IRAS discovered a class of galaxies which are as much as 100 times more luminous in the IR than in visible light, rivaling quasars in total luminosity. These ULIRG's are found in merging galaxies whose collisions lead to dust-enshrouded bursts of star formation. WISE will find ULIRG's all over the sky, out to distances and lookback times where most galaxies were still forming.
The hyperluminous IR galaxy F15307+3252 at z = 0.93 was discovered
by WISE science team member Roc Cutri in the IRAS Faint Source Catalog.
The image at right shows a NICMOS near IR picture of this object taken by
Dean Hines and Frank Low.
WISE will be sensitive enough to detect hyperluminous IR galaxies like
F15307+3252 at a redshift of 3. Since this is beyond the peak of the
star formation vs. redshift curve [Madau], it is likely that WISE
will see the most luminous IR galaxy in our obserable Universe.
The flux of the IRAS Faint Soruce Catalog object F15307+3252 moved to a redshift of 3 in a cosmological model with a cosmological constant as is favored by the recent SNe Ia data, compared to the WISE sensitivities. A z=1 L* galaxy is also shown, along with an IR extrapolation of the z=6.3 SDSS QSO.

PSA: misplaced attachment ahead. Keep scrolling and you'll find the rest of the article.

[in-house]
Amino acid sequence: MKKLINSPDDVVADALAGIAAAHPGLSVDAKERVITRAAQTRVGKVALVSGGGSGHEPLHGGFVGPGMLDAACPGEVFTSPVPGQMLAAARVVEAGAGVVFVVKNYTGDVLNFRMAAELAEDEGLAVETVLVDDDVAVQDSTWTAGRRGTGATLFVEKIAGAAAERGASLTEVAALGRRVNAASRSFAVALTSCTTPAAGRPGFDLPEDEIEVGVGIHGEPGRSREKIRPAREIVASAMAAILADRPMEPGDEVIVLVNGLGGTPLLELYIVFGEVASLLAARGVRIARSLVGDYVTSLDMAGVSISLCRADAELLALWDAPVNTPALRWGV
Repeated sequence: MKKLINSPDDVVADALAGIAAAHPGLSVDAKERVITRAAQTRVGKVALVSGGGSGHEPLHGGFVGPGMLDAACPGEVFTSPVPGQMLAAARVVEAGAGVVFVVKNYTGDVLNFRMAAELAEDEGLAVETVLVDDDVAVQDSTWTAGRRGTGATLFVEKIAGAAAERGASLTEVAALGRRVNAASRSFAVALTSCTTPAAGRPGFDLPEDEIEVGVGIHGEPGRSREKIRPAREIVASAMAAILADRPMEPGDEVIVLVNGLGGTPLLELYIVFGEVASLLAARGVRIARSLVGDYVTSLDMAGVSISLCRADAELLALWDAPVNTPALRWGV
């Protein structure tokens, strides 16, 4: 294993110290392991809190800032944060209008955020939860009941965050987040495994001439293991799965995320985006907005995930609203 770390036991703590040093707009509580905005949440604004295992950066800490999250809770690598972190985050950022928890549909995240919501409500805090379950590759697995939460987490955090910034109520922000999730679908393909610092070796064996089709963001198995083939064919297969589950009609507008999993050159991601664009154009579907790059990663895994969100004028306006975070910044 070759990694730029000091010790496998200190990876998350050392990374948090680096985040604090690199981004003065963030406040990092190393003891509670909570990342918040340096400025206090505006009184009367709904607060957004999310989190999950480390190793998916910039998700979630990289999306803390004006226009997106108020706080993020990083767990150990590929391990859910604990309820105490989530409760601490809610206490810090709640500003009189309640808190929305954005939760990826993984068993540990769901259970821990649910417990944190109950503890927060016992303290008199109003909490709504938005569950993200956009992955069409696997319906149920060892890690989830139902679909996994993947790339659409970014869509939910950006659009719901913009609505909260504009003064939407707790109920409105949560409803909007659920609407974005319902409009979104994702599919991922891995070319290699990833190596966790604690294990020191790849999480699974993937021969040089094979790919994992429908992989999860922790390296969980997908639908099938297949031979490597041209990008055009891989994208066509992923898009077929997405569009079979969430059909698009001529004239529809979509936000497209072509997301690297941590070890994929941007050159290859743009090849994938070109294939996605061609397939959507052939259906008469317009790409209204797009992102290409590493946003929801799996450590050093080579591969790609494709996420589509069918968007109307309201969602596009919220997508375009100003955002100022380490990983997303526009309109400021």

Data taken in the sub-mm where dust extinction is not important, or optical data corrected for extinction, suggest that there may not be a peak in the Madau curve. However, it is still expected that the objects that collapse early in the history of the Universe will be low mass, and that the massive galaxies seen today will be generated in mergers of these fragments, as shown in the space-time diagram below:
In any case, the only way to find the most luminous IR galaxy in the observable Universe is to search the whole sky, and the WISE sensitivity vs. wavelength is well matched to the spectrum of these objects.
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